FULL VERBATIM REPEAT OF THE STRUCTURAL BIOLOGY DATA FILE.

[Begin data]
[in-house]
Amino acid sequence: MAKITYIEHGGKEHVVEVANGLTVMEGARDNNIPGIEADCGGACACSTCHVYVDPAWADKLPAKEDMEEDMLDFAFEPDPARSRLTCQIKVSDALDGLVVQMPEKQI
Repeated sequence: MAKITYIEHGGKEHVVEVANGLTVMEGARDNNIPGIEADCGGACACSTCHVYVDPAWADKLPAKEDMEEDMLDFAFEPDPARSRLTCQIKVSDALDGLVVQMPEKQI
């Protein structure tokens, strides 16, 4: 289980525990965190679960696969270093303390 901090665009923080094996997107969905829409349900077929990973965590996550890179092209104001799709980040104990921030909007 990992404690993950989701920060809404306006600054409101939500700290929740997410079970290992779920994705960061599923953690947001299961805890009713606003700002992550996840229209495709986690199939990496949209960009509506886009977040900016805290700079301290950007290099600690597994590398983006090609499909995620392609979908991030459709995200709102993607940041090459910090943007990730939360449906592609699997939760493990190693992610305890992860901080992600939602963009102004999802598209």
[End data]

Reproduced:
[in-house]
Amino acid sequence: MAKITYIEHGGKEHVVEVANGLTVMEGARDNNIPGIEADCGGACACSTCHVYVDPAWADKLPAKEDMEEDMLDFAFEPDPARSRLTCQIKVSDALDGLVVQMPEKQI
Repeated sequence: MAKITYIEHGGKEHVVEVANGLTVMEGARDNNIPGIEADCGGACACSTCHVYVDPAWADKLPAKEDMEEDMLDFAFEPDPARSRLTCQIKVSDALDGLVVQMPEKQI
């Protein structure tokens, strides 16, 4: 289980525990965190679960696969270093303390 901090665009923080094996997107969905829409349900077929990973965590996550890179092209104001799709980040104990921030909007 990992404690993950989701920060809404306006600054409101939500700290929740997410079970290992779920994705960061599923953690947001299961805890009713606003700002992550996840229209495709986690199939990496949209960009509506886009977040900016805290700079301290950007290099600690597994590398983006090609499909995620392609979908991030459709995200709102993607940041090459910090943007990730939360449906592609699997939760493990190693992610305890992860901080992600939602963009102004999802598209």